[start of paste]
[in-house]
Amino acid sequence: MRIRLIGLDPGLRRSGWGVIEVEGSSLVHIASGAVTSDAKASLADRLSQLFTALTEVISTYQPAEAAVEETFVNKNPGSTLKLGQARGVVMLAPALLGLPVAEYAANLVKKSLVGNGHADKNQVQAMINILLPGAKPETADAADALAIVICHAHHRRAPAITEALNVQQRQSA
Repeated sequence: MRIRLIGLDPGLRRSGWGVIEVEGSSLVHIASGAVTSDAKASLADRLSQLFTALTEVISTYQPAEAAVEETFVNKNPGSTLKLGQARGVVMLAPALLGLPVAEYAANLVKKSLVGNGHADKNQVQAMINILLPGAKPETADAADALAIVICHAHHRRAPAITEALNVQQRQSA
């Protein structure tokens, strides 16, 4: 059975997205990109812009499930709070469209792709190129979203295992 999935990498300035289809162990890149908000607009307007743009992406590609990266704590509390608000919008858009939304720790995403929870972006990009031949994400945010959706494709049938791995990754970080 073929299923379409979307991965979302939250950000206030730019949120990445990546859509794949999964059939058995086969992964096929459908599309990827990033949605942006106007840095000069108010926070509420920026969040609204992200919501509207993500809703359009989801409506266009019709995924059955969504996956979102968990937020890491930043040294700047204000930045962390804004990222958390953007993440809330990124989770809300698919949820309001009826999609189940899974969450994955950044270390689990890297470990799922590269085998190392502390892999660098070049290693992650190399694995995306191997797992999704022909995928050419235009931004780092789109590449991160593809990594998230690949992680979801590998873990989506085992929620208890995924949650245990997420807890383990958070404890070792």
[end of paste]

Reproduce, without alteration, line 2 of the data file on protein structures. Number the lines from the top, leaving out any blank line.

Amino acid sequence: MRIRLIGLDPGLRRSGWGVIEVEGSSLVHIASGAVTSDAKASLADRLSQLFTALTEVISTYQPAEAAVEETFVNKNPGSTLKLGQARGVVMLAPALLGLPVAEYAANLVKKSLVGNGHADKNQVQAMINILLPGAKPETADAADALAIVICHAHHRRAPAITEALNVQQRQSA